After the windmill failure (for which I’m paying happy penance with beginner’s electronics classes), I could not find the enthusiasm to make a triumphant announcement at the beginning of the month. This is why I waited until mid-month to explain my “trash free” project—to have some sense of how successfully I was approaching my goals.
For this, I can say with confidence: This project is a failure. I have not given up on it, but without growing out my beard and heading off into the woods, it has proved unexpectedly difficult to go trash free. A large part of this is a lack of planning on my part—one of the downsides of taking no breaks in between each 30-day project.
By far the biggest difficulty has been food. Everything comes with packaging, even fruit now bears a sticker when certified organic, which if you’re trying to go trash free for the sake of the environment leaves one in somewhat of a pickle.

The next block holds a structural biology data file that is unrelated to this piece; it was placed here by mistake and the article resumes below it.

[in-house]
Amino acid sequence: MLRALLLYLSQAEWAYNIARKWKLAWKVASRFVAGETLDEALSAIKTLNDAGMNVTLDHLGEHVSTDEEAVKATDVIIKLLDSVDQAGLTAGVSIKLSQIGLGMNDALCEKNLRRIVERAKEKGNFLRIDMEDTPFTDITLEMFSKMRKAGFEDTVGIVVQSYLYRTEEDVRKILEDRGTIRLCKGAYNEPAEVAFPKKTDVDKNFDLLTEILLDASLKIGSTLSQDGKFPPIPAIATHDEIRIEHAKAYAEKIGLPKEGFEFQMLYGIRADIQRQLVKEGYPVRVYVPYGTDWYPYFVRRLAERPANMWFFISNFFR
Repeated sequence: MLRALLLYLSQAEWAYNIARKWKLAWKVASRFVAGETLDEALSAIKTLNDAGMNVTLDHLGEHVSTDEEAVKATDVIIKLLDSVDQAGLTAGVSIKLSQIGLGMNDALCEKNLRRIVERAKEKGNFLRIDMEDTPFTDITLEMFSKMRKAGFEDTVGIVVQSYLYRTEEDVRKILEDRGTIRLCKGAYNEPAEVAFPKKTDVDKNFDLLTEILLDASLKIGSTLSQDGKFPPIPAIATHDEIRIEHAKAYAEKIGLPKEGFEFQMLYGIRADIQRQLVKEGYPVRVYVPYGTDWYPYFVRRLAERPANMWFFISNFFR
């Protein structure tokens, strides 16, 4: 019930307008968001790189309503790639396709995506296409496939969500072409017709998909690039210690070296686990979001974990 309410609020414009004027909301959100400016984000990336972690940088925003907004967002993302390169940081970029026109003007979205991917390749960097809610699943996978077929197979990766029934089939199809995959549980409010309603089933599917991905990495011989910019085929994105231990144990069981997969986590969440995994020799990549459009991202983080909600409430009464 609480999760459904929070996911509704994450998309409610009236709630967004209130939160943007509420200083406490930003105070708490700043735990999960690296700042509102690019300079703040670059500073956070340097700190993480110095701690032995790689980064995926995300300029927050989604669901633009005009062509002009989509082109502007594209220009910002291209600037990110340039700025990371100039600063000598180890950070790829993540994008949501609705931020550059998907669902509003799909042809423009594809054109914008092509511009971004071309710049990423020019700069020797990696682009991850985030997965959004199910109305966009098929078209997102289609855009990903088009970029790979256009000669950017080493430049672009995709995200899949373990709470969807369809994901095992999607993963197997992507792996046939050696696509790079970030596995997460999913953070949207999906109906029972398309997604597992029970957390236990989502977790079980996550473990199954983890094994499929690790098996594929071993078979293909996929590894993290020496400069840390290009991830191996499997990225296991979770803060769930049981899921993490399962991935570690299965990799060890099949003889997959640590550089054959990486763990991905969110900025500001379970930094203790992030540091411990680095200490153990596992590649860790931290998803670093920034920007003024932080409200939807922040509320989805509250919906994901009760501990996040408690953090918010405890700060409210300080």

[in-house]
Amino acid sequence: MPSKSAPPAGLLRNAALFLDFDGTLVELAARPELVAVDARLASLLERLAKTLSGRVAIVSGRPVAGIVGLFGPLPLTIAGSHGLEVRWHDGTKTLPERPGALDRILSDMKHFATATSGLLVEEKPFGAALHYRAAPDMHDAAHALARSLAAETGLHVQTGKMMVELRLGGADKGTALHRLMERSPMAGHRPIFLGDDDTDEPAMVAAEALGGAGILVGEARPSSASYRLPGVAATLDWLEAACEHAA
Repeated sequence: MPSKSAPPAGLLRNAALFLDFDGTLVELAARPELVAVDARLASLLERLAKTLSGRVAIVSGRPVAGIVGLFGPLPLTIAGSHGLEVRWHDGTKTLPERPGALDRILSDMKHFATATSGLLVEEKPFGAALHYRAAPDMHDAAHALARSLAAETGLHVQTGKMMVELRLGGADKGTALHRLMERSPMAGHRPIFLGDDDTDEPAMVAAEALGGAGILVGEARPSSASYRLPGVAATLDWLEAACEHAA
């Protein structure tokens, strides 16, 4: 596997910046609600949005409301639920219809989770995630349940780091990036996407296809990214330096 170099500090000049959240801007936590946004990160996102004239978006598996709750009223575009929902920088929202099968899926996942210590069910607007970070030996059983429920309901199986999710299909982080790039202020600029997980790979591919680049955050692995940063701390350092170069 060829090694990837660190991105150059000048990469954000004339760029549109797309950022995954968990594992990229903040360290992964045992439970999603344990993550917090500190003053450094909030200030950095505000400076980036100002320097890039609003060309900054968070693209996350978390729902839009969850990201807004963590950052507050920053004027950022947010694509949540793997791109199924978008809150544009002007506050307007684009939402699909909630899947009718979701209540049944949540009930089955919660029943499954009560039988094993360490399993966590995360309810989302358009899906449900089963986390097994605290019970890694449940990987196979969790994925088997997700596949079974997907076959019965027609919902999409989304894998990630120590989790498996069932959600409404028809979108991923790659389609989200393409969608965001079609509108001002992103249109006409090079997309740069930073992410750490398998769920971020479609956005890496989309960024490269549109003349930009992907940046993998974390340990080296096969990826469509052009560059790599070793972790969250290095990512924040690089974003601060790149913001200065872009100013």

Which brings me nicely to my next point: Pickles are delicious! Especially late at night, but not for breakfast, which is weird if you go to bed late and get up early.
No, my real point is this: Recycling should be last on your list of ways to “save the environment.” This trash free experiment is more about consciousness about disposability then it is about taking any grand stand—and if you claim to care about the environment and hold up recycling as your only salvaged medal then you are one shitty Colonel Custer. Don’t use it as your excuse to not think about anything else related to sustainability.
I have been not nearly as able to avoid trash as I expected, and it makes each moment of disposability even more cringing. Disposable items are ubiquitous—which is not surprising—but I’m amazed that it is so littered throughout our lives that we can’t even avoid it if we are trying.
Though I have nothing surprising to say on the subject, the change in awareness is certainly fascinating to me, and well this is my blog, so don’t complain if you show up here later and I’m talking about what I’ve discovered.